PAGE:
But ten minutes later, both parents ran around the convention center frantically, calling his name and hoping their little boy would answer. Convention security was notified, and announcements were made. It was assumed he had been kidnapped, so the doors were locked and the parking garage, as well as the convention, was searched thoroughly.

Two hours after security had been notified, a man approached Corey's parents. He had a grim look on his face. "We've been able to account for everyone by their wrist bands," he said. "They've got magnetic strips on them. We had everyone here go through the detectors at the front door. Your son wasn't among them. I'm sorry. We've notified the local police, and they've put out an Amber alert. But he's just not here."

"Then where is he?" Corey's father demanded angrily, as his wife collapsed into tears in his arms.

The security guard shook his head. "I'm sorry, Sir. I just don't know. As of now, we have to assume he's been kidnapped."

Just then, the PA system in the convention center blared a high-pitched, annoying tone. Then a child's voice spoke. "We are not alone," it said once, and then disappeared.

Corey's parents' faces were ghostly white.

"What, what is it?" the guard asked them.

Corey's mother swallowed, and took a deep, shaky breath. "That…that was Corey."

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J. EDGAR HOOVER BUILDING

WASHINGTON D.C.

TUESDAY, SEPTEMBER 11, 1999

0800

Scully walked into the X-files office with a cup of coffee in one hand and her bag in the other. Her hair was wind-blown and there was a drop of coffee now drying on her blouse, but she was at least partially confident no one could see it. She was expecting this to be a horrible day, after having overslept her alarm, rushed through the drive-thru at McDonalds to get a cup of decaf when she ordered regular, tripped over a crack in the sidewalk and spilled some of the coffee on her blouse, ran to the bathroom to wash it off, and came to the basement office far later than the 0730 meeting time Mulder and she had agreed on.

"I'm sorry, I'm sorry," she said upon opening the door.

"To boldly go where no man has gone before!" Mulder exclaimed before she could get any farther. He was wearing a disgustingly cheerful grin on his face, and Scully nearly glared at him. "On Saturday, Star Trek turned thirty-three, Scully," he continued, oblivious to her obvious despair.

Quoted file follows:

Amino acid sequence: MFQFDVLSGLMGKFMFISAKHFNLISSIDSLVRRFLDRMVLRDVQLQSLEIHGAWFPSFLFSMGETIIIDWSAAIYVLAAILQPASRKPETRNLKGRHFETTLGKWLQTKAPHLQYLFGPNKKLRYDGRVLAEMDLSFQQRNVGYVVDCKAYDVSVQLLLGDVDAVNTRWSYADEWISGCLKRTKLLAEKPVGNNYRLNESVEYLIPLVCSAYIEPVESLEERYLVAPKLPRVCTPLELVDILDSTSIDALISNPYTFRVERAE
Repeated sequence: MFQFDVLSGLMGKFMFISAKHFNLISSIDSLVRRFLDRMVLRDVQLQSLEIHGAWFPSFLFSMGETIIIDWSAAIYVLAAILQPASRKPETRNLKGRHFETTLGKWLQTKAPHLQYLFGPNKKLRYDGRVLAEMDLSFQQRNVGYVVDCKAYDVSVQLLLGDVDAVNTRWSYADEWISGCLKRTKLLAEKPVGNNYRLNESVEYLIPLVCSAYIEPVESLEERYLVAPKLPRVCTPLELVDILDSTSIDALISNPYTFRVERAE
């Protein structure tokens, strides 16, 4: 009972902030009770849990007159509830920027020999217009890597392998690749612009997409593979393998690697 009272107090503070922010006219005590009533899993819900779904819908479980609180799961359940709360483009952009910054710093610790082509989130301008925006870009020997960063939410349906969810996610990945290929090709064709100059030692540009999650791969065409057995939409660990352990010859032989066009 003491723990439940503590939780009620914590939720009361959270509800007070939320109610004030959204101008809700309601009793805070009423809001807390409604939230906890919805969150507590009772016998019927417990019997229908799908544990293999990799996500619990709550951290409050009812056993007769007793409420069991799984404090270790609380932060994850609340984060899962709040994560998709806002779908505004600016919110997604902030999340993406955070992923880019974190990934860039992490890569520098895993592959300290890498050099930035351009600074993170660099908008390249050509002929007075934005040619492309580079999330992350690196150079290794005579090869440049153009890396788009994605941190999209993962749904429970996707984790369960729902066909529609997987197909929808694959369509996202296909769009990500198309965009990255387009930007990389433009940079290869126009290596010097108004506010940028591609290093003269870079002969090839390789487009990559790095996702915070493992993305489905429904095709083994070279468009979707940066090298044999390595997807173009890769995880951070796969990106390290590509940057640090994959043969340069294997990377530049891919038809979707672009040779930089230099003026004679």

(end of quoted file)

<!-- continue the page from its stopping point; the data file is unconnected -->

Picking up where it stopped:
"And why do I care?" Scully asked. She put her bag down, placed her quickly cooling coffee on her desk, and sat down in her chair with a 'thump'.

Mulder continued grinning. "Didn't you ever watch the show when you were a kid? Don't you ever see it on TV now?"

"Mulder, I barely ever turn on the TV now. And no, I saw it a few times when I was a kid but I wasn't that interested."

"Not that interested," her partner repeated, clearly disappointed. He closed his open desk drawer, looking longingly at the phaser inside. He had been planning to 'shoot' Scully with it, but after her reaction to what he had to say…

"Why have you suddenly mentioned Star Trek, Mulder? Is there some kind of X-file here?"

"As a matter of fact," he replied, the boyish excitement returning to his expression, "I've been looking into some police reports that followed conventions across the country. There have been seven disappearances, Scully, one in each convention, over the past two months. And just this Saturday, the eighth occurred in Chicago. A little boy, Corey Miles, nine years old."

"Please don't tell me you have a slide show for this," Scully begged.

Just then, a pencil, whose tip was wedged into the ceiling, came loose and hit Mulder on the head. He grinned sheepishly and picked up the pencil as he headed over to the projector. When he turned it on, Scully reluctantly faced the wall where the screen displayed a blown-up picture of a little girl, grinning ear-to-ear next to LeVar Burton. She was wearing a child-sized, yellow Original Series uniform.

"Lorie Peterson, seven years old. Met LeVar Burton two months ago in the yearly Las Vegas Star Trek convention. Vanished approximately twenty minutes after this photograph was taken," Mulder said, and clicked the remote. The projector automatically went to the next slide. "Timothy and John Thames, ten and fourteen years old, respectively," he introduced the two boys in Starfleet uniforms, "vanished from a small local convention in Oklahoma, a little over a month ago." He clicked the slide again, while simultaneously sticking the pencil behind his ear. "Grace and Pablo Hermenez, both twenty-four years old. Newly weds, got married at this convention in Florida three weeks ago. Vanished two hours after they said 'I do'." The next picture was a girl in a Starfleet uniform with her dog, identically dressed. "Nora Wellington, eleven years old. Attended a convention in New York with her entire family last Monday. They were there for a reunion. She disappeared a half hour after this photo was taken. This next one," he pressed the button, but nothing happened. He stared at the thing, pointed it directly at the projector, and hit the button more forcefully.